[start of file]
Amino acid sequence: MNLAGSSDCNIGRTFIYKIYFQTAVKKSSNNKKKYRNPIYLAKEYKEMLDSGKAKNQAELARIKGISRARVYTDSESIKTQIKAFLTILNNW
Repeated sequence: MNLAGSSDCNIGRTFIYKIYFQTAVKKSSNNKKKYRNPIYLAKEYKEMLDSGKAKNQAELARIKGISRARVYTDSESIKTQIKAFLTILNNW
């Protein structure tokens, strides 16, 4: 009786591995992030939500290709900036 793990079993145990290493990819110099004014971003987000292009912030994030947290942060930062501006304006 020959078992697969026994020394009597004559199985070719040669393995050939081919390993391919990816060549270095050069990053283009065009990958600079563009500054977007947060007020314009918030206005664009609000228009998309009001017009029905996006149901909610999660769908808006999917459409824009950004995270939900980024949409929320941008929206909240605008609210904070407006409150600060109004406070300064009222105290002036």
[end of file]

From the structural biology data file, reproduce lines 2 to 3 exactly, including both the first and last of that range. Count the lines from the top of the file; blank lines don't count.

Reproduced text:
Repeated sequence: MNLAGSSDCNIGRTFIYKIYFQTAVKKSSNNKKKYRNPIYLAKEYKEMLDSGKAKNQAELARIKGISRARVYTDSESIKTQIKAFLTILNNW
């Protein structure tokens, strides 16, 4: 009786591995992030939500290709900036 793990079993145990290493990819110099004014971003987000292009912030994030947290942060930062501006304006 020959078992697969026994020394009597004559199985070719040669393995050939081919390993391919990816060549270095050069990053283009065009990958600079563009500054977007947060007020314009918030206005664009609000228009998309009001017009029905996006149901909610999660769908808006999917459409824009950004995270939900980024949409929320941008929206909240605008609210904070407006409150600060109004406070300064009222105290002036």